“I love you, Bertie.”

“The feelin’s mutual, lass.”

And then, it happened.

It was brief, but it was there.

For the first time since Greg had died, I heard his voice.  Deep and lustful, he murmured from the mirror within me, ‘Watch her, Jus.  She’s so beautiful.  Don’t you dare stop watching her.  She’s so beautiful when she spasms.  Please keep watching her until the end.  Keep watching.  Don’t let her go.’

 

 

The following morning, I woke up to whistling and it wasn’t just the kettle.

It was Bertie whistling what she would later tell me was one of her very own compositions.  Having never had the luxury of music lessons, she’d taken it upon herself to make use of her “god-givn instrument” – “the mowth”.  But as I listened to the horrendous ‘I-don’t-know-what’ screeching from her graveyard, I began to second guess my spending the night at Foxglove.

“Well, look at hoos slept in at Foxgove this mornin’,” she clucked as I emerged from the bedroom and sat down at the table.  “An’ here I am, alredee back from Rosegate.  And – wait fer the gud news I have fer yer.  Yer n’er gointa beleev it.  I can hardlee beleev it meself.”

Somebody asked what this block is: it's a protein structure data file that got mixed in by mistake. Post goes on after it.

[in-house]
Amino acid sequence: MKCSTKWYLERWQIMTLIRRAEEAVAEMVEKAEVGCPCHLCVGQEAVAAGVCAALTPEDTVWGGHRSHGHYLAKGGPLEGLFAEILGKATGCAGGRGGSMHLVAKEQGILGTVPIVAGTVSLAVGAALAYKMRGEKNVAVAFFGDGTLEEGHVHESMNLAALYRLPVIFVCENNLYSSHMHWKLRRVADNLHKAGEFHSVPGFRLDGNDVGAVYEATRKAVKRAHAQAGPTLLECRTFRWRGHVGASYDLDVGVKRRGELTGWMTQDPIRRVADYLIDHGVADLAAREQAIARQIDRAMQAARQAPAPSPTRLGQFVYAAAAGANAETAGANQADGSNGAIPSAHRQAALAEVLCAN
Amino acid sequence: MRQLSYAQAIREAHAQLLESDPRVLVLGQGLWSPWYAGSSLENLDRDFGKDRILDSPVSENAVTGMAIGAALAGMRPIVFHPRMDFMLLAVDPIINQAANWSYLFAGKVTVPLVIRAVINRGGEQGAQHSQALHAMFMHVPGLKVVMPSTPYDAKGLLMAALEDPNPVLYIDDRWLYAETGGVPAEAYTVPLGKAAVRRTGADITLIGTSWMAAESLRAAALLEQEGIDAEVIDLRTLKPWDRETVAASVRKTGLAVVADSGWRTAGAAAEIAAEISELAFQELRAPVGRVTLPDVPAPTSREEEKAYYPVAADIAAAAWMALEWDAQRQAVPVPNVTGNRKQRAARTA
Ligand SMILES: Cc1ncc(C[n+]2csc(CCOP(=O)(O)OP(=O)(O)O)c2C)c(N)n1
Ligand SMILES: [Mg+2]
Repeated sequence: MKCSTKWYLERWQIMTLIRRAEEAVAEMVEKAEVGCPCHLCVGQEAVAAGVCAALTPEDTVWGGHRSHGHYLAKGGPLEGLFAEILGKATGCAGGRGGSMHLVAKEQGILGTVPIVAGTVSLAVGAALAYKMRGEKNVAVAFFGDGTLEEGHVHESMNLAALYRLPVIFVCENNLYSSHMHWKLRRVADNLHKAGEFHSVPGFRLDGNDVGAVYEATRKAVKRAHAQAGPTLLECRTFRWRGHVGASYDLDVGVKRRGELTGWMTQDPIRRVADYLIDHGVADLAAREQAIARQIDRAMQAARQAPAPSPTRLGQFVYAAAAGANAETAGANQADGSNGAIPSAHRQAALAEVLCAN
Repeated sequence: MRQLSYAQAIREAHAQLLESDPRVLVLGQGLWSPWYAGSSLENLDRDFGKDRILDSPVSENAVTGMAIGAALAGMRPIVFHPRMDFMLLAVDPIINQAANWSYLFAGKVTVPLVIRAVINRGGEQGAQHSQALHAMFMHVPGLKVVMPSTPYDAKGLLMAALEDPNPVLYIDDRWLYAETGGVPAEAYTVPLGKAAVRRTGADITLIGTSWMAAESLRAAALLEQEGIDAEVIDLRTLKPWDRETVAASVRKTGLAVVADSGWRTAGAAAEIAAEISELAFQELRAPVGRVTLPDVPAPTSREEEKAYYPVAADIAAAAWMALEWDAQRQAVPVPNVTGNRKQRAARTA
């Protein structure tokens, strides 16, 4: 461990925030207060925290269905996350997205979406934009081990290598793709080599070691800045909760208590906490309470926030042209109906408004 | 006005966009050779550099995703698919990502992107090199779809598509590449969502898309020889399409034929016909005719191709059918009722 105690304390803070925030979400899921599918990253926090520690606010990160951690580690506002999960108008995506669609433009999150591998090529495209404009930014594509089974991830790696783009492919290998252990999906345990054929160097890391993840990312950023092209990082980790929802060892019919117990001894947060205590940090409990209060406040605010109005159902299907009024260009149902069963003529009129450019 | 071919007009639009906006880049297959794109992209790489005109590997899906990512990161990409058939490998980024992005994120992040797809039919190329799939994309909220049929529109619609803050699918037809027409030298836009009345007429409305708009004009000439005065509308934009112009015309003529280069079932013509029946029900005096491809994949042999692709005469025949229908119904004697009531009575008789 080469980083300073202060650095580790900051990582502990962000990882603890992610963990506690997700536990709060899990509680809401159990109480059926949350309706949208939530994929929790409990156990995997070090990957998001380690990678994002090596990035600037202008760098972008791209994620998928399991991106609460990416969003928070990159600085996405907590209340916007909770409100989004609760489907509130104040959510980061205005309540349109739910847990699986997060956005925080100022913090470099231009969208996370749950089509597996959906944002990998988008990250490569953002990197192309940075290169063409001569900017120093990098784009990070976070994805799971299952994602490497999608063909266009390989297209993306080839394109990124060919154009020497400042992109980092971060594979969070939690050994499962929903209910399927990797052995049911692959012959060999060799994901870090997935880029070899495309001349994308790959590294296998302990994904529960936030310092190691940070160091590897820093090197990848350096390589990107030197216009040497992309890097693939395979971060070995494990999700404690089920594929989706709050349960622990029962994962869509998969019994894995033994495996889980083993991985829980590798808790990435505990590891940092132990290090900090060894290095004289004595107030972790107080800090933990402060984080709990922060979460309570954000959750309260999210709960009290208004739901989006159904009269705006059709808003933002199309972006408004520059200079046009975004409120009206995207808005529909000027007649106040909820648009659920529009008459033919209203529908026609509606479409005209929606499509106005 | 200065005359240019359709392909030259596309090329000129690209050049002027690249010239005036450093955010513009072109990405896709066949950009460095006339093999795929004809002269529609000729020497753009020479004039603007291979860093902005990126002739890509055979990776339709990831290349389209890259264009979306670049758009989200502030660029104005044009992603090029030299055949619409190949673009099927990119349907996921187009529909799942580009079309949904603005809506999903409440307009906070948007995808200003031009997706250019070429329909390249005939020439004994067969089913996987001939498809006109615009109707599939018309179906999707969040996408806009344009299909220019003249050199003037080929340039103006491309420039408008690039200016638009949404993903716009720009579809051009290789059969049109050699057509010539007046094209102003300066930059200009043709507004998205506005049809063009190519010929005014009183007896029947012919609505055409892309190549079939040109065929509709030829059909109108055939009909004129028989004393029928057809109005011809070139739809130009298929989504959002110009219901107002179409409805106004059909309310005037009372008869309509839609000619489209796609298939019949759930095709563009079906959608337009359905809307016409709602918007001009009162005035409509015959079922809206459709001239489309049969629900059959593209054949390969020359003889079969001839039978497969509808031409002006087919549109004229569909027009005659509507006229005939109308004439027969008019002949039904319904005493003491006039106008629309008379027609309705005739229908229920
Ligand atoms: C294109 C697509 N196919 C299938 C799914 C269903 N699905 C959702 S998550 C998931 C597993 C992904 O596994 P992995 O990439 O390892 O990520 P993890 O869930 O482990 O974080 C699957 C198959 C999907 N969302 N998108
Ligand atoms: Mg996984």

“What is it, Bertie?” I said.

She sloped forward, clamping the edge of the table and lowering her head a little too close to mine for that hour of the morning.  Eyes aglow, she flashed her headstones and declared, “Three – days – off,” lifting her right hand and giving the table a whack with each word.

“What on earth are you talking about?”

“Yer gointa be here at Foxglove fer three days.  Ladee’s givin’ yer a holiday.”

“And how did you manage that?”  I asked, raising an eyebrow.

“Yer not gointa lik it veree much,” she said with a sigh.  “But ‘tis the onlee way.”

“And what way is that?”

“I’ll be takin’ yer place.”

“No, Bertie.  No.  That’s ridiculous.  You’re the one who needs to be resting at your age.  Look at me.  I’m young, able to cope –”

“Right, lass.”  Now it was her eyebrow that shot up.  “Lasses who wander the heath in the ungodlee howers, lyin’ in the snow in ther nitedreses, picturin’ babees tha’ dont exist, talkin’ nonsence are not copin’ veree well.  An’ I tak great ofence tha’ yer think I’m not capabul.  Aftur gaddin’ ‘bout London twice!”